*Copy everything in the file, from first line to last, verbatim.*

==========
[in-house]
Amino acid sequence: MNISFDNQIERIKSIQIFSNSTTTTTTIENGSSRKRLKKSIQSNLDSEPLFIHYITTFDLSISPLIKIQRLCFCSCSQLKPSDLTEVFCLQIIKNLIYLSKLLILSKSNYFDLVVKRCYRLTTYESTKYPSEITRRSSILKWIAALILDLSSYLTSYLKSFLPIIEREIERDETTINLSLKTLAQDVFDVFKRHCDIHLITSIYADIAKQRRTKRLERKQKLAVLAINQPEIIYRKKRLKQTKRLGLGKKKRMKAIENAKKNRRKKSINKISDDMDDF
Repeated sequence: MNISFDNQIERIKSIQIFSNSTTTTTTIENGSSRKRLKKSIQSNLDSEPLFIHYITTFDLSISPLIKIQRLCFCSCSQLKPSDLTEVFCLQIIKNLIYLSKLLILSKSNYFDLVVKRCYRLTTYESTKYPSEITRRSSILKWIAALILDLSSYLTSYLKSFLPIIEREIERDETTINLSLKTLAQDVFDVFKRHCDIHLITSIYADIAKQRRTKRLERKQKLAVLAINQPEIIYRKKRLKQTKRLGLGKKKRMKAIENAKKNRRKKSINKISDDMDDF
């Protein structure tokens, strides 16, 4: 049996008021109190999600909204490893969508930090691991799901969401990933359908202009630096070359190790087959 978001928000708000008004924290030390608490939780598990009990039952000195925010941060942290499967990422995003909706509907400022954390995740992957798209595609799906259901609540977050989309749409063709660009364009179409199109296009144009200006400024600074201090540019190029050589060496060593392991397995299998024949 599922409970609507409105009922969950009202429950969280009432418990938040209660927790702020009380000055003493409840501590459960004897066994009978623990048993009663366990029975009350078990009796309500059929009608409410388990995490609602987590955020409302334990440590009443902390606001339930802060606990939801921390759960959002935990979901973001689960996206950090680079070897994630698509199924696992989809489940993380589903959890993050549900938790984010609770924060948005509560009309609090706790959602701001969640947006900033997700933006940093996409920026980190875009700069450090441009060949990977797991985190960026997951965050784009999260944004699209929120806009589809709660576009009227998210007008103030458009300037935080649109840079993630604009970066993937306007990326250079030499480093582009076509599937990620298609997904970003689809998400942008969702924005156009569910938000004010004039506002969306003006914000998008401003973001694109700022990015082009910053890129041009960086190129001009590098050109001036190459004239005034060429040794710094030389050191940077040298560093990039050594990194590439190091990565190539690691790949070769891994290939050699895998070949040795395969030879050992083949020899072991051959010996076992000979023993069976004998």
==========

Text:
[in-house]
Amino acid sequence: MNISFDNQIERIKSIQIFSNSTTTTTTIENGSSRKRLKKSIQSNLDSEPLFIHYITTFDLSISPLIKIQRLCFCSCSQLKPSDLTEVFCLQIIKNLIYLSKLLILSKSNYFDLVVKRCYRLTTYESTKYPSEITRRSSILKWIAALILDLSSYLTSYLKSFLPIIEREIERDETTINLSLKTLAQDVFDVFKRHCDIHLITSIYADIAKQRRTKRLERKQKLAVLAINQPEIIYRKKRLKQTKRLGLGKKKRMKAIENAKKNRRKKSINKISDDMDDF
Repeated sequence: MNISFDNQIERIKSIQIFSNSTTTTTTIENGSSRKRLKKSIQSNLDSEPLFIHYITTFDLSISPLIKIQRLCFCSCSQLKPSDLTEVFCLQIIKNLIYLSKLLILSKSNYFDLVVKRCYRLTTYESTKYPSEITRRSSILKWIAALILDLSSYLTSYLKSFLPIIEREIERDETTINLSLKTLAQDVFDVFKRHCDIHLITSIYADIAKQRRTKRLERKQKLAVLAINQPEIIYRKKRLKQTKRLGLGKKKRMKAIENAKKNRRKKSINKISDDMDDF
């Protein structure tokens, strides 16, 4: 049996008021109190999600909204490893969508930090691991799901969401990933359908202009630096070359190790087959 978001928000708000008004924290030390608490939780598990009990039952000195925010941060942290499967990422995003909706509907400022954390995740992957798209595609799906259901609540977050989309749409063709660009364009179409199109296009144009200006400024600074201090540019190029050589060496060593392991397995299998024949 599922409970609507409105009922969950009202429950969280009432418990938040209660927790702020009380000055003493409840501590459960004897066994009978623990048993009663366990029975009350078990009796309500059929009608409410388990995490609602987590955020409302334990440590009443902390606001339930802060606990939801921390759960959002935990979901973001689960996206950090680079070897994630698509199924696992989809489940993380589903959890993050549900938790984010609770924060948005509560009309609090706790959602701001969640947006900033997700933006940093996409920026980190875009700069450090441009060949990977797991985190960026997951965050784009999260944004699209929120806009589809709660576009009227998210007008103030458009300037935080649109840079993630604009970066993937306007990326250079030499480093582009076509599937990620298609997904970003689809998400942008969702924005156009569910938000004010004039506002969306003006914000998008401003973001694109700022990015082009910053890129041009960086190129001009590098050109001036190459004239005034060429040794710094030389050191940077040298560093990039050594990194590439190091990565190539690691790949070769891994290939050699895998070949040795395969030879050992083949020899072991051959010996076992000979023993069976004998």